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Though several established artists like Prince or Taylor Swift have publicly decried the platform and refused to have their music available on it, the potential for independent musicians provided by the company is quite large. As with most technological tools, it’s all about making the product work for you.



For independent artists there are a few ways that you can get your music onto Spotify, but the easiest is to use a digital aggregator. There are several of these available, the most widely known being Soundcore and CD Baby, though several smaller agencies have appeared in recent years, such as the Melbourne based Ditto Music, who are able to offer a more tailored and hands-on approach than the larger companies.


Once you have submitted all of your artwork, information and audio files to your chosen aggregator you will be able to select which companies you would like your music to be distributed to, including iTunes, TIDAL, Spotify and many others. It is important to get all of the information right, as it would be extremely difficult to change song titles or sound files once they have been submitted to all of these companies.



Now that your music is on Spotify, it’s time to take control of your artist page so that you can get the most amount of use from it as possible. When set up correctly, a Spotify artist page can be just as useful as a website, with links to sell music, merchandise and tickets, as well as automatically updated listings of upcoming shows.




It is therefore important to present your artist page as you would present your website or Facebook band page; you want it to look good and represent the image of your act correctly.


Though the cover artwork for the releases is supplied by your digital aggregator or record label, Spotify sources the artist images it uses at the top of the page, in other words the banner, from Allmusic. Anyone can submit their information, including images, to, which is also a useful database to be listed on for when people are searching for information on your act or releases in general.



So now you have supplied Allmusic with the correct images and your Spotify page is looking good, and hopefully starting to attract traffic. Since we know that there is not much money to be made from streaming royalties, it’s time to monetise that page by adding purchasable items.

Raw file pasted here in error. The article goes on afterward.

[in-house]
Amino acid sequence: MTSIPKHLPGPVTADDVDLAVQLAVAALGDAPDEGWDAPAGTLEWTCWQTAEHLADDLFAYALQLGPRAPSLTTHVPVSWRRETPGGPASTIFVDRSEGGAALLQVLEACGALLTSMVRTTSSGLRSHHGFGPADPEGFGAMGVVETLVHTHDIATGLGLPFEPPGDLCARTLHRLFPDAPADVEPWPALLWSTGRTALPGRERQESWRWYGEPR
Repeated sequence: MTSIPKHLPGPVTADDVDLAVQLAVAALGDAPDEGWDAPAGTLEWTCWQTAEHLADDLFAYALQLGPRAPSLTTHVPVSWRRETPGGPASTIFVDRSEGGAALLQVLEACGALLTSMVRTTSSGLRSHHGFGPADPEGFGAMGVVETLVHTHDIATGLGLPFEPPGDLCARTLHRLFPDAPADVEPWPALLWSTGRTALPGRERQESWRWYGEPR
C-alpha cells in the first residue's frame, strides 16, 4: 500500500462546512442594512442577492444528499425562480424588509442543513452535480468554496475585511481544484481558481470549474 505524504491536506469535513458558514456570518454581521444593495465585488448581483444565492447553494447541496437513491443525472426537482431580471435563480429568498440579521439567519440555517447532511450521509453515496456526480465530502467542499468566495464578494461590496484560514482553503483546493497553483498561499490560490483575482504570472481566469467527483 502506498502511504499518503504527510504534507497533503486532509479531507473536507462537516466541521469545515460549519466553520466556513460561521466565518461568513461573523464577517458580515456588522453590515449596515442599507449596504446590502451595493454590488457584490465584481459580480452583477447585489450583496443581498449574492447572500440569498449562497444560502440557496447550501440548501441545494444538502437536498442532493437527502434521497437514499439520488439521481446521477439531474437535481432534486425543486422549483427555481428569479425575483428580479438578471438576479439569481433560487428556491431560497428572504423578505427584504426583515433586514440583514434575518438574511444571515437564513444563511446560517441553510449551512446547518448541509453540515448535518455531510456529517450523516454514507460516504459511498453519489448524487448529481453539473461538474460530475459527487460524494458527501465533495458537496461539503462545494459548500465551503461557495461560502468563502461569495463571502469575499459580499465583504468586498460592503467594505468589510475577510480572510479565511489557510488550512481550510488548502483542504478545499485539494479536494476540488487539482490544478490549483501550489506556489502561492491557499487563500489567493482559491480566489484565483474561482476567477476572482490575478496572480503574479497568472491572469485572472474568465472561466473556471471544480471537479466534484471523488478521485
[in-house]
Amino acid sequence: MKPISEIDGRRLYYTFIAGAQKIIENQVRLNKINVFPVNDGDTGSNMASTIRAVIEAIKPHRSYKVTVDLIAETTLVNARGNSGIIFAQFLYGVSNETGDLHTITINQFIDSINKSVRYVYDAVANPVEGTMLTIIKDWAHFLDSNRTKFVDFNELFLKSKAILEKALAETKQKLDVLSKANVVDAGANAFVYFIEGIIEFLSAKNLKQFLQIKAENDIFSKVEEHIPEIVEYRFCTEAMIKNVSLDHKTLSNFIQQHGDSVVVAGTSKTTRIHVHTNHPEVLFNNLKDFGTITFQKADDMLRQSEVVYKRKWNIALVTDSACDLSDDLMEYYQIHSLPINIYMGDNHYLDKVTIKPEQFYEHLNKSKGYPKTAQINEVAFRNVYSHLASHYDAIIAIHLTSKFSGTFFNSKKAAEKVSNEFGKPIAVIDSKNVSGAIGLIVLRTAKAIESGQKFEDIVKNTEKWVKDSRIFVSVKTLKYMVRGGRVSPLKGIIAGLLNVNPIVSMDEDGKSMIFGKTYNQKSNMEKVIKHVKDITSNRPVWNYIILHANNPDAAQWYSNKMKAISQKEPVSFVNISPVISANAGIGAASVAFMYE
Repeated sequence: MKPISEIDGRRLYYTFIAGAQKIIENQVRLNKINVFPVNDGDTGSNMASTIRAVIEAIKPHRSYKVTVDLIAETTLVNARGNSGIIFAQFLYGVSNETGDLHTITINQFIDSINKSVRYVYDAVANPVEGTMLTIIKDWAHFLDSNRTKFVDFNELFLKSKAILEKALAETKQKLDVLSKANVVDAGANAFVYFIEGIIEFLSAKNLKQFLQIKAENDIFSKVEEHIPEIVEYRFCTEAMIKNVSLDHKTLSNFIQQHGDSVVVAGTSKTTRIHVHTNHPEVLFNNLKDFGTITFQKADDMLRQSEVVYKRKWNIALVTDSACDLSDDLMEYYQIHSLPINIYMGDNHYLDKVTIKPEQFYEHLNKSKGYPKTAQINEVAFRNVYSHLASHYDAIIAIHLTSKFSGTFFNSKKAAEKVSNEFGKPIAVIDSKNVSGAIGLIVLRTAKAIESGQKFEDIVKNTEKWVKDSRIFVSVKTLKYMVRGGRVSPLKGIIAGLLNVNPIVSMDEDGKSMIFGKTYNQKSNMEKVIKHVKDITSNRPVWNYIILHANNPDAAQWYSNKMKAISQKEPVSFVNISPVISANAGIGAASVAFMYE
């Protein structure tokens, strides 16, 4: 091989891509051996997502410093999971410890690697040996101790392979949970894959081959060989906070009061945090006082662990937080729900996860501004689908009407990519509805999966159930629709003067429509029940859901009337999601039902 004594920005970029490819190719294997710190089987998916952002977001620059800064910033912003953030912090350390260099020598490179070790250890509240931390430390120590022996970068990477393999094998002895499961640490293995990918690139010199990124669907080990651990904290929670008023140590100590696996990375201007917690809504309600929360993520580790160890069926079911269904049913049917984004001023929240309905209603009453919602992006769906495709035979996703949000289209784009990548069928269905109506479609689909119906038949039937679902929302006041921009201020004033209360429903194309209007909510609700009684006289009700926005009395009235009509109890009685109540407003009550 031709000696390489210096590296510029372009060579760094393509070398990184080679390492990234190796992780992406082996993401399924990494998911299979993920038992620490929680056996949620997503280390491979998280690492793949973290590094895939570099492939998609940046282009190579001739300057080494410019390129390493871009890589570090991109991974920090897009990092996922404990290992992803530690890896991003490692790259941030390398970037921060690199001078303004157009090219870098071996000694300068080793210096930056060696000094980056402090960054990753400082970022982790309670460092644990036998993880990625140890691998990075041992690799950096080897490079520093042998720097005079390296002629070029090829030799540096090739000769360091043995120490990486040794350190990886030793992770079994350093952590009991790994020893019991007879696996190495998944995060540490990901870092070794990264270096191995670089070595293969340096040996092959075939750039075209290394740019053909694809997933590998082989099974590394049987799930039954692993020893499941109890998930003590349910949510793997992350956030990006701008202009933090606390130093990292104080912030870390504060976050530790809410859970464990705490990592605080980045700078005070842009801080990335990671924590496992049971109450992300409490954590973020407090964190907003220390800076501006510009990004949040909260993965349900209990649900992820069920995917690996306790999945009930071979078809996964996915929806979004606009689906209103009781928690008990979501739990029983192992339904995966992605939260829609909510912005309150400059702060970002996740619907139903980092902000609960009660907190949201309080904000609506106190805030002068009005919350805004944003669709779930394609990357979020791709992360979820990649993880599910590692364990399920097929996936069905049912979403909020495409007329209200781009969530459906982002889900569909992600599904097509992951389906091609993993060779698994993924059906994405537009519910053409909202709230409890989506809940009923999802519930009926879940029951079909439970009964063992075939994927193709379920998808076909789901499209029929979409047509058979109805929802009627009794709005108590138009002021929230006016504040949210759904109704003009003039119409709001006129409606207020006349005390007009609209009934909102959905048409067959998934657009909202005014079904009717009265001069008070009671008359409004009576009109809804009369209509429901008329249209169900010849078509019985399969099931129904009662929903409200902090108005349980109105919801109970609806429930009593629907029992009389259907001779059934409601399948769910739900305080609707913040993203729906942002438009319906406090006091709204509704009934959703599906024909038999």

This is easily achieved by using BandPage, a platform that is also easily integrable with Facebook. Once you have signed up to Bandpage and created an artist page there you can use it to ‘create offers’, that will appear on your Spotify page once the two accounts are linked. These ‘offers’ can take the form of anything you would like to sell, most usefully merchandise, such as vinyl, CDs or apparel.


As this is linked to the Bandpage, unlike with music sales you can set the price and receive the full amount yourself. You can use this tool to not only sell physical copies of your latest release, but to promote specials such as box sets or bundled packages, such as a record and t-shirt deal.




By utilsing the popular concert listing database Songkick you can have all of your upcoming shows listed on your Spotify page. This is a really useful way of turning those who have discovered you online into real life fans, as anyone can see when and where you are performing next, with dates located close to the listener appearing first.


All you have to do is create an account on Songkick, enter the details of your shows and link the two accounts. Then bingo – you have once again turned music streams into actual money through ticket sales.




Another useful tool that is included in Spotify is its included analytics, which are available through their Fan Insights. Anyone with music on Spotify can access this, which can be done by following this link, allowing you to see the demographic information of the people who are spinning your tunes.



Some of the other information available through Fan Insights include a visual breakdown of how many times your tracks have been played and playlisted, as well as what other artists the people who played them listened to. You are also able to compare your statistics to any other artist on Spotify, so you can keep a close eye on the competition.


The potential this offers for learning who and where your fans are is extremely useful for building future publicity campaigns, tours and releases.



It is no exaggeration that Spotify playlists are now just as important as radio for helping audiences discover new artists. The triple j unearthed playlist is very popular not just in Australia but also overseas, and so the potential offered to unsigned acts is extremely valuable.


Many people now treat the many regularly updated playlists that is offered both by trusted organisations such as Pitchfork, and by Spotify themselves, as radio stations. Several aggregators now offer playlist placement as part of their digital distribution services, which is something to consider when planning your music release.


Another simple and effective way to build followers is to create your own playlists and share them through your social media channels. This is not only an engaging way to keep your listeners interested, but can also be a great way of creating cross promotion with other bands that are feature on your playlists, and helping to lead their fans to your Spotify page.